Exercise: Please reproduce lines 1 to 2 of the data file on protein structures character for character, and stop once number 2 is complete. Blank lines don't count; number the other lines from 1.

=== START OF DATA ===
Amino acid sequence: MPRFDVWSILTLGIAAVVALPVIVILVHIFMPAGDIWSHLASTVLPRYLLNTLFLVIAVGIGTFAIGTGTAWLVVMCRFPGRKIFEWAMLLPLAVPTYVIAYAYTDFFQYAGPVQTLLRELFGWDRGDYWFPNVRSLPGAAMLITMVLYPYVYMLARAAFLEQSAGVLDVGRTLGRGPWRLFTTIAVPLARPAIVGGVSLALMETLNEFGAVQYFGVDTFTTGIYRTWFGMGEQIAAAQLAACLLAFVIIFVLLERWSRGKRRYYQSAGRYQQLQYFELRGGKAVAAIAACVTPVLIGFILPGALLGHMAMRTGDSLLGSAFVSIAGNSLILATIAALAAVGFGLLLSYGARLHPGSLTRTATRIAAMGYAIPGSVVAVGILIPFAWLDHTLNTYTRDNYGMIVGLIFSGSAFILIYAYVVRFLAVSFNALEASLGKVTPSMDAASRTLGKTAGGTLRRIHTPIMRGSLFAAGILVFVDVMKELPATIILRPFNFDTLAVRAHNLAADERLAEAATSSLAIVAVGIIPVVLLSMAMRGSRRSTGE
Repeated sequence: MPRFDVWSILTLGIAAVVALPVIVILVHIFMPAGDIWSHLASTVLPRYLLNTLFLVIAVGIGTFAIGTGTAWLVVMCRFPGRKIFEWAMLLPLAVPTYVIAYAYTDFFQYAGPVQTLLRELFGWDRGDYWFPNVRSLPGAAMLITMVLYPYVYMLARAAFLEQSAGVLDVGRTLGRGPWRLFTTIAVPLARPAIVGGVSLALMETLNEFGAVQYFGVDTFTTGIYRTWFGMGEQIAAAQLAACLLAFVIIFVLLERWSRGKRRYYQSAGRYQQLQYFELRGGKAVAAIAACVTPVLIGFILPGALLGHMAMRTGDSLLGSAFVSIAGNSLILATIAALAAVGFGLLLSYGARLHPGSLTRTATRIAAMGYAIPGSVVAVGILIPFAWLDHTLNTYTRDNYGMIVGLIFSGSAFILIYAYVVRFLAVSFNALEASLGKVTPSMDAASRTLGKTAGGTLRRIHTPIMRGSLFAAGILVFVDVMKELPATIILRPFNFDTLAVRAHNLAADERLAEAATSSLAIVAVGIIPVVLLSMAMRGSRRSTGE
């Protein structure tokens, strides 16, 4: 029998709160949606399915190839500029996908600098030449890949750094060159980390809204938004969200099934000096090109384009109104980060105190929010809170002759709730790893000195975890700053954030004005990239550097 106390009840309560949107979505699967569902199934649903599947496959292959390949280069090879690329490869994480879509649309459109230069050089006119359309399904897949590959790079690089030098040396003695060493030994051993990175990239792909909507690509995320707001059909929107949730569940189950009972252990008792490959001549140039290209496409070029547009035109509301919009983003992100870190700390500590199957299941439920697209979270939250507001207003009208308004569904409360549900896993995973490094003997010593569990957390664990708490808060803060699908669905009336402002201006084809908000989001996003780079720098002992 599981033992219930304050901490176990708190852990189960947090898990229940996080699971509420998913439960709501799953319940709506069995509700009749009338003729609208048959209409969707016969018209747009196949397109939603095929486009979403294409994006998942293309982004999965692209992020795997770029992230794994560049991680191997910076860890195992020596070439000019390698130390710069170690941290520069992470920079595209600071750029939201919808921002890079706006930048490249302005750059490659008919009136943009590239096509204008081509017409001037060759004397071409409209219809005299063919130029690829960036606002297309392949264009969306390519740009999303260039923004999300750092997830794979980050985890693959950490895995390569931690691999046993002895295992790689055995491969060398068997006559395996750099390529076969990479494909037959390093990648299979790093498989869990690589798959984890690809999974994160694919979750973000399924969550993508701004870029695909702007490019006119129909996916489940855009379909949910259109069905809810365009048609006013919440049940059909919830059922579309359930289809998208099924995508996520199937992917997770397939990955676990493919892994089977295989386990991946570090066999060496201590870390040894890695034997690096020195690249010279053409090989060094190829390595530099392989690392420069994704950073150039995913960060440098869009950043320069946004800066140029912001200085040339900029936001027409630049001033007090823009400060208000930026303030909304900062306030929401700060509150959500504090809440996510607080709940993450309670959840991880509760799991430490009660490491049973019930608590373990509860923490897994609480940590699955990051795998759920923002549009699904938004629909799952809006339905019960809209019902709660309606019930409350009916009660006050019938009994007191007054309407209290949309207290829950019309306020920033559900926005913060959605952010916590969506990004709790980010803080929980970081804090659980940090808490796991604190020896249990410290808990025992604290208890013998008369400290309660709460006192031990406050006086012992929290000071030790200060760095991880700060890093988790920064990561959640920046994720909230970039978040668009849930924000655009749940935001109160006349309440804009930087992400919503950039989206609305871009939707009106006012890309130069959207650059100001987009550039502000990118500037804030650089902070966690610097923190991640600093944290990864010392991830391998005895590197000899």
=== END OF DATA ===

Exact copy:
Amino acid sequence: MPRFDVWSILTLGIAAVVALPVIVILVHIFMPAGDIWSHLASTVLPRYLLNTLFLVIAVGIGTFAIGTGTAWLVVMCRFPGRKIFEWAMLLPLAVPTYVIAYAYTDFFQYAGPVQTLLRELFGWDRGDYWFPNVRSLPGAAMLITMVLYPYVYMLARAAFLEQSAGVLDVGRTLGRGPWRLFTTIAVPLARPAIVGGVSLALMETLNEFGAVQYFGVDTFTTGIYRTWFGMGEQIAAAQLAACLLAFVIIFVLLERWSRGKRRYYQSAGRYQQLQYFELRGGKAVAAIAACVTPVLIGFILPGALLGHMAMRTGDSLLGSAFVSIAGNSLILATIAALAAVGFGLLLSYGARLHPGSLTRTATRIAAMGYAIPGSVVAVGILIPFAWLDHTLNTYTRDNYGMIVGLIFSGSAFILIYAYVVRFLAVSFNALEASLGKVTPSMDAASRTLGKTAGGTLRRIHTPIMRGSLFAAGILVFVDVMKELPATIILRPFNFDTLAVRAHNLAADERLAEAATSSLAIVAVGIIPVVLLSMAMRGSRRSTGE
Repeated sequence: MPRFDVWSILTLGIAAVVALPVIVILVHIFMPAGDIWSHLASTVLPRYLLNTLFLVIAVGIGTFAIGTGTAWLVVMCRFPGRKIFEWAMLLPLAVPTYVIAYAYTDFFQYAGPVQTLLRELFGWDRGDYWFPNVRSLPGAAMLITMVLYPYVYMLARAAFLEQSAGVLDVGRTLGRGPWRLFTTIAVPLARPAIVGGVSLALMETLNEFGAVQYFGVDTFTTGIYRTWFGMGEQIAAAQLAACLLAFVIIFVLLERWSRGKRRYYQSAGRYQQLQYFELRGGKAVAAIAACVTPVLIGFILPGALLGHMAMRTGDSLLGSAFVSIAGNSLILATIAALAAVGFGLLLSYGARLHPGSLTRTATRIAAMGYAIPGSVVAVGILIPFAWLDHTLNTYTRDNYGMIVGLIFSGSAFILIYAYVVRFLAVSFNALEASLGKVTPSMDAASRTLGKTAGGTLRRIHTPIMRGSLFAAGILVFVDVMKELPATIILRPFNFDTLAVRAHNLAADERLAEAATSSLAIVAVGIIPVVLLSMAMRGSRRSTGE